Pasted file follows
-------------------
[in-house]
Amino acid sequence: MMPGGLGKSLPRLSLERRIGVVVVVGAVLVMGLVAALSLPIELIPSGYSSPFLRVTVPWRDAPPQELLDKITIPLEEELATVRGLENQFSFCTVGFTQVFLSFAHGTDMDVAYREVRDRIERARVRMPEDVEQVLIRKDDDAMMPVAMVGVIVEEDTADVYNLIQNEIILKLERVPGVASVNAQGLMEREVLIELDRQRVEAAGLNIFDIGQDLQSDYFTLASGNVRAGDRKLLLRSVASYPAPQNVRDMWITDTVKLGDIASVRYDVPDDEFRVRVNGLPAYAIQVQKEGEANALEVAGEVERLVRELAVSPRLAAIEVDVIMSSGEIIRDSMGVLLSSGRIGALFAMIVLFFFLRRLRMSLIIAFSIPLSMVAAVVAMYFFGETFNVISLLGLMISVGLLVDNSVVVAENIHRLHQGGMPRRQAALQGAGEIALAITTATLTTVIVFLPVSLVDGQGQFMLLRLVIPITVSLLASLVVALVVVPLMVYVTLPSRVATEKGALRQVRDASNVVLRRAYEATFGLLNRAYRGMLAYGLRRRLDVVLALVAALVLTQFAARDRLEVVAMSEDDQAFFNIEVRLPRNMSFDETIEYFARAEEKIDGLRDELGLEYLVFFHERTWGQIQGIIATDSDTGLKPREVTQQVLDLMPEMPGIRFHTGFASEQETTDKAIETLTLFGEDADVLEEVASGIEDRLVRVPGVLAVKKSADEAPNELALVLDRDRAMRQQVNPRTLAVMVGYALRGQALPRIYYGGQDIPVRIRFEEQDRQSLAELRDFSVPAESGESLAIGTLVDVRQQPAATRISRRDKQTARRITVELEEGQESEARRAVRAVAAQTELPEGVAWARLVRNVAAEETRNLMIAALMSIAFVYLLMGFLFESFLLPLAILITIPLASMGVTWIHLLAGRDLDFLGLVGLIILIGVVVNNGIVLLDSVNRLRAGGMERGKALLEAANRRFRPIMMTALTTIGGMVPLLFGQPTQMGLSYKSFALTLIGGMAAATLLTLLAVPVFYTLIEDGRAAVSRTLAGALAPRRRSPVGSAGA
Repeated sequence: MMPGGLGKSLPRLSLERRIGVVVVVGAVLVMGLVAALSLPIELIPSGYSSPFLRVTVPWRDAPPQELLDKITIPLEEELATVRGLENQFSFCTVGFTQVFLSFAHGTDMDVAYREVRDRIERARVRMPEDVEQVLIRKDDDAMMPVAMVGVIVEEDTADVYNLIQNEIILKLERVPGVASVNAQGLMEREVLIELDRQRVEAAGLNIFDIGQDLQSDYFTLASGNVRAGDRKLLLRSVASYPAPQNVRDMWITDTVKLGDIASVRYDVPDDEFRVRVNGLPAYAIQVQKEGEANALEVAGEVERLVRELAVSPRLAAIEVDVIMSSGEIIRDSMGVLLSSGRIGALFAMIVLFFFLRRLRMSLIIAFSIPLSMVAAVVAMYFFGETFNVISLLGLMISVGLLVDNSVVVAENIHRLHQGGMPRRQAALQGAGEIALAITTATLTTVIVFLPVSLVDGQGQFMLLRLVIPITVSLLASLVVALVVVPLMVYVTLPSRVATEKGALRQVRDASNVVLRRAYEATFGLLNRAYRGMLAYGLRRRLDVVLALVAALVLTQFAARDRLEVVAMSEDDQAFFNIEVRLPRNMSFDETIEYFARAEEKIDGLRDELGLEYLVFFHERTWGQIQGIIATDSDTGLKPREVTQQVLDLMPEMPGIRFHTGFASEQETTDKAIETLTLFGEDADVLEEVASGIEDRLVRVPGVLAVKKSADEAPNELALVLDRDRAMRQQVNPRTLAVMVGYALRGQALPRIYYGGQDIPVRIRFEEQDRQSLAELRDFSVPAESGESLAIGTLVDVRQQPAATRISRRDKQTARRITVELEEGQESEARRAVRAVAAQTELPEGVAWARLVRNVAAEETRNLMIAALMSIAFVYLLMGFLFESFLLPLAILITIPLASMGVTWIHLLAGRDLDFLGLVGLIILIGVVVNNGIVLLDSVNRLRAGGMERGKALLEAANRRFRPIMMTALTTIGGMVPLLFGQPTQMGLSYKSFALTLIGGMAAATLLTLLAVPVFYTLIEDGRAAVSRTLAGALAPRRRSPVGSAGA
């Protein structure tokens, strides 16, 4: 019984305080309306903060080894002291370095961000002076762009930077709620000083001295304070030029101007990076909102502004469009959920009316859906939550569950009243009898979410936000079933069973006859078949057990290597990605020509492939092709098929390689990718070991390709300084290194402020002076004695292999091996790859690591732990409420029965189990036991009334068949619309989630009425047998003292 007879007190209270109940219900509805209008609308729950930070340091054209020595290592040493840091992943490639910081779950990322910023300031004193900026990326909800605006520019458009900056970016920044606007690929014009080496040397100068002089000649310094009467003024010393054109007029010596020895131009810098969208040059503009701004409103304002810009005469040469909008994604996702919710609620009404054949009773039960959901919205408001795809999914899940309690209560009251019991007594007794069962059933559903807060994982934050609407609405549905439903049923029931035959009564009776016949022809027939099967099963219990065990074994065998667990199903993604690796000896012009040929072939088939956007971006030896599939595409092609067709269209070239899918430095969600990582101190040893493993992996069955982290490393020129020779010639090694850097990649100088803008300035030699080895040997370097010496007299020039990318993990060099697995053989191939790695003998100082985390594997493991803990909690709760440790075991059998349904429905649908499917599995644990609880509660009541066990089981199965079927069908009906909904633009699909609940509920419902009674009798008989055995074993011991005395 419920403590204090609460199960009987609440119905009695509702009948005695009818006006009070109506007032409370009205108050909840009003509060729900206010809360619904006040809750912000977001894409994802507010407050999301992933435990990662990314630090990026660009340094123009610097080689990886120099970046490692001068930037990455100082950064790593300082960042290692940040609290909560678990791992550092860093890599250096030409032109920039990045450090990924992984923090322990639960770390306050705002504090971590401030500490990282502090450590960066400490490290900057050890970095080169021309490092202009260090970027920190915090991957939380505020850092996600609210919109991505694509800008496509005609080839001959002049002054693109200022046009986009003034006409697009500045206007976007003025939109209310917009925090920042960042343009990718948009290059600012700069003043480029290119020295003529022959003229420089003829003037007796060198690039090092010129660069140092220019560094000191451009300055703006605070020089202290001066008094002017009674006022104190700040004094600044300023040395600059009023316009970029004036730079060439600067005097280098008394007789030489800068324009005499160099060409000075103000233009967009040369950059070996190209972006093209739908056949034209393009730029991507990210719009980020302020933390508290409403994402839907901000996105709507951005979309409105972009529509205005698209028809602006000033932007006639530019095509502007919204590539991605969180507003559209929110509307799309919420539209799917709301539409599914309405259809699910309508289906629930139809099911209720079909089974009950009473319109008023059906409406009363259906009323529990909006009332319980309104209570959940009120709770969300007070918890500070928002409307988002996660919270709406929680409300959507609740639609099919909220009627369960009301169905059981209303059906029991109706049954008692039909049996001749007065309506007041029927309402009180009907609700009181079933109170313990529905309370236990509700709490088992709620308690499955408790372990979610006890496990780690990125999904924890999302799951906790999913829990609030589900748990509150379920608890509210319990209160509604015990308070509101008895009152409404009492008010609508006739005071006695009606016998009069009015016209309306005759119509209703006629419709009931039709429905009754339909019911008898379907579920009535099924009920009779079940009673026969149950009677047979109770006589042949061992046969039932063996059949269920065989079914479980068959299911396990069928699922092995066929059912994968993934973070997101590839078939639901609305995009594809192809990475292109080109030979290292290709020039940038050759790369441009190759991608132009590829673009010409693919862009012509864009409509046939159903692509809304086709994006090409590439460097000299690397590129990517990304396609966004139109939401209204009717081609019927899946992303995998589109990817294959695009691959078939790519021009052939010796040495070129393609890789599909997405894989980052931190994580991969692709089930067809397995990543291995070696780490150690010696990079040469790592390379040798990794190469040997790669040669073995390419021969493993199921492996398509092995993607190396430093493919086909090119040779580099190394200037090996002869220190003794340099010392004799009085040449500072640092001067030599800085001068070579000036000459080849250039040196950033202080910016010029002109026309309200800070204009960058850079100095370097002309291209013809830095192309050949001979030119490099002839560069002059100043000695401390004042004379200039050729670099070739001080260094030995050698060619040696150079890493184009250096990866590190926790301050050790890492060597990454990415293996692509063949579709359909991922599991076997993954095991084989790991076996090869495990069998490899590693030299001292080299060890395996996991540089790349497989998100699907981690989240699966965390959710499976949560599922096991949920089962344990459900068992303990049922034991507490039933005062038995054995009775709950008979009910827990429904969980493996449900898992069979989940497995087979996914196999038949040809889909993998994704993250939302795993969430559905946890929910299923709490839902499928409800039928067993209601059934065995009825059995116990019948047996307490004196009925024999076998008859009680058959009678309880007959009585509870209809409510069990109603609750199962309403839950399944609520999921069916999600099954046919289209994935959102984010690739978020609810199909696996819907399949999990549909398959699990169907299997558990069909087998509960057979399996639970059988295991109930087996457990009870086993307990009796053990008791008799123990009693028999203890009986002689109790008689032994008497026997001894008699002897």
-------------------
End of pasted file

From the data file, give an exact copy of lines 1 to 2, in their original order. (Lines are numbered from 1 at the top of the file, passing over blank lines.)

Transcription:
[in-house]
Amino acid sequence: MMPGGLGKSLPRLSLERRIGVVVVVGAVLVMGLVAALSLPIELIPSGYSSPFLRVTVPWRDAPPQELLDKITIPLEEELATVRGLENQFSFCTVGFTQVFLSFAHGTDMDVAYREVRDRIERARVRMPEDVEQVLIRKDDDAMMPVAMVGVIVEEDTADVYNLIQNEIILKLERVPGVASVNAQGLMEREVLIELDRQRVEAAGLNIFDIGQDLQSDYFTLASGNVRAGDRKLLLRSVASYPAPQNVRDMWITDTVKLGDIASVRYDVPDDEFRVRVNGLPAYAIQVQKEGEANALEVAGEVERLVRELAVSPRLAAIEVDVIMSSGEIIRDSMGVLLSSGRIGALFAMIVLFFFLRRLRMSLIIAFSIPLSMVAAVVAMYFFGETFNVISLLGLMISVGLLVDNSVVVAENIHRLHQGGMPRRQAALQGAGEIALAITTATLTTVIVFLPVSLVDGQGQFMLLRLVIPITVSLLASLVVALVVVPLMVYVTLPSRVATEKGALRQVRDASNVVLRRAYEATFGLLNRAYRGMLAYGLRRRLDVVLALVAALVLTQFAARDRLEVVAMSEDDQAFFNIEVRLPRNMSFDETIEYFARAEEKIDGLRDELGLEYLVFFHERTWGQIQGIIATDSDTGLKPREVTQQVLDLMPEMPGIRFHTGFASEQETTDKAIETLTLFGEDADVLEEVASGIEDRLVRVPGVLAVKKSADEAPNELALVLDRDRAMRQQVNPRTLAVMVGYALRGQALPRIYYGGQDIPVRIRFEEQDRQSLAELRDFSVPAESGESLAIGTLVDVRQQPAATRISRRDKQTARRITVELEEGQESEARRAVRAVAAQTELPEGVAWARLVRNVAAEETRNLMIAALMSIAFVYLLMGFLFESFLLPLAILITIPLASMGVTWIHLLAGRDLDFLGLVGLIILIGVVVNNGIVLLDSVNRLRAGGMERGKALLEAANRRFRPIMMTALTTIGGMVPLLFGQPTQMGLSYKSFALTLIGGMAAATLLTLLAVPVFYTLIEDGRAAVSRTLAGALAPRRRSPVGSAGA